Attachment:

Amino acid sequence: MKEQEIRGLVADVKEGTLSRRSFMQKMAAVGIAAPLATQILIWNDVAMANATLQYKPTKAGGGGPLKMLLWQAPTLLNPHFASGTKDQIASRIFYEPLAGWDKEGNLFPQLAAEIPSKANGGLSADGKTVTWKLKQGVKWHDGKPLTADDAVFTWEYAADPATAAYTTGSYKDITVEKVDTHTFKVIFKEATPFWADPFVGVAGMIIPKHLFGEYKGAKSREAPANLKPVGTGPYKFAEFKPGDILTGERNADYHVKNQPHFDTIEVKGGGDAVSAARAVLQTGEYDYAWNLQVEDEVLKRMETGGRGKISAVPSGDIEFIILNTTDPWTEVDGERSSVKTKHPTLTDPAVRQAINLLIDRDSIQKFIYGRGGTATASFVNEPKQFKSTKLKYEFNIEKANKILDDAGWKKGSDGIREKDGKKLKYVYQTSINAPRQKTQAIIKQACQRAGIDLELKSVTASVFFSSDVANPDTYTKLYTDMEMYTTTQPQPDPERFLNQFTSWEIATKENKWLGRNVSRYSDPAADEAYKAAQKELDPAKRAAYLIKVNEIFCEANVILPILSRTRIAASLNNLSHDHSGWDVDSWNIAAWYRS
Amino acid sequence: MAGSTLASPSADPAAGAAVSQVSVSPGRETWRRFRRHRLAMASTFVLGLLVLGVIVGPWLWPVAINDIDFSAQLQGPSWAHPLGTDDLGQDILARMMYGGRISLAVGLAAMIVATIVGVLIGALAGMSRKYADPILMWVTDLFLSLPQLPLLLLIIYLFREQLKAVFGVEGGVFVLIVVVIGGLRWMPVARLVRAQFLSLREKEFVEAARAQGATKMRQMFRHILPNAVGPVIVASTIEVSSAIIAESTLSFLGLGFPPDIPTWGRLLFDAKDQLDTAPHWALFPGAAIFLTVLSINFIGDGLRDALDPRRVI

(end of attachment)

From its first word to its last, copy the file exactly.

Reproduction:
Amino acid sequence: MKEQEIRGLVADVKEGTLSRRSFMQKMAAVGIAAPLATQILIWNDVAMANATLQYKPTKAGGGGPLKMLLWQAPTLLNPHFASGTKDQIASRIFYEPLAGWDKEGNLFPQLAAEIPSKANGGLSADGKTVTWKLKQGVKWHDGKPLTADDAVFTWEYAADPATAAYTTGSYKDITVEKVDTHTFKVIFKEATPFWADPFVGVAGMIIPKHLFGEYKGAKSREAPANLKPVGTGPYKFAEFKPGDILTGERNADYHVKNQPHFDTIEVKGGGDAVSAARAVLQTGEYDYAWNLQVEDEVLKRMETGGRGKISAVPSGDIEFIILNTTDPWTEVDGERSSVKTKHPTLTDPAVRQAINLLIDRDSIQKFIYGRGGTATASFVNEPKQFKSTKLKYEFNIEKANKILDDAGWKKGSDGIREKDGKKLKYVYQTSINAPRQKTQAIIKQACQRAGIDLELKSVTASVFFSSDVANPDTYTKLYTDMEMYTTTQPQPDPERFLNQFTSWEIATKENKWLGRNVSRYSDPAADEAYKAAQKELDPAKRAAYLIKVNEIFCEANVILPILSRTRIAASLNNLSHDHSGWDVDSWNIAAWYRS
Amino acid sequence: MAGSTLASPSADPAAGAAVSQVSVSPGRETWRRFRRHRLAMASTFVLGLLVLGVIVGPWLWPVAINDIDFSAQLQGPSWAHPLGTDDLGQDILARMMYGGRISLAVGLAAMIVATIVGVLIGALAGMSRKYADPILMWVTDLFLSLPQLPLLLLIIYLFREQLKAVFGVEGGVFVLIVVVIGGLRWMPVARLVRAQFLSLREKEFVEAARAQGATKMRQMFRHILPNAVGPVIVASTIEVSSAIIAESTLSFLGLGFPPDIPTWGRLLFDAKDQLDTAPHWALFPGAAIFLTVLSINFIGDGLRDALDPRRVI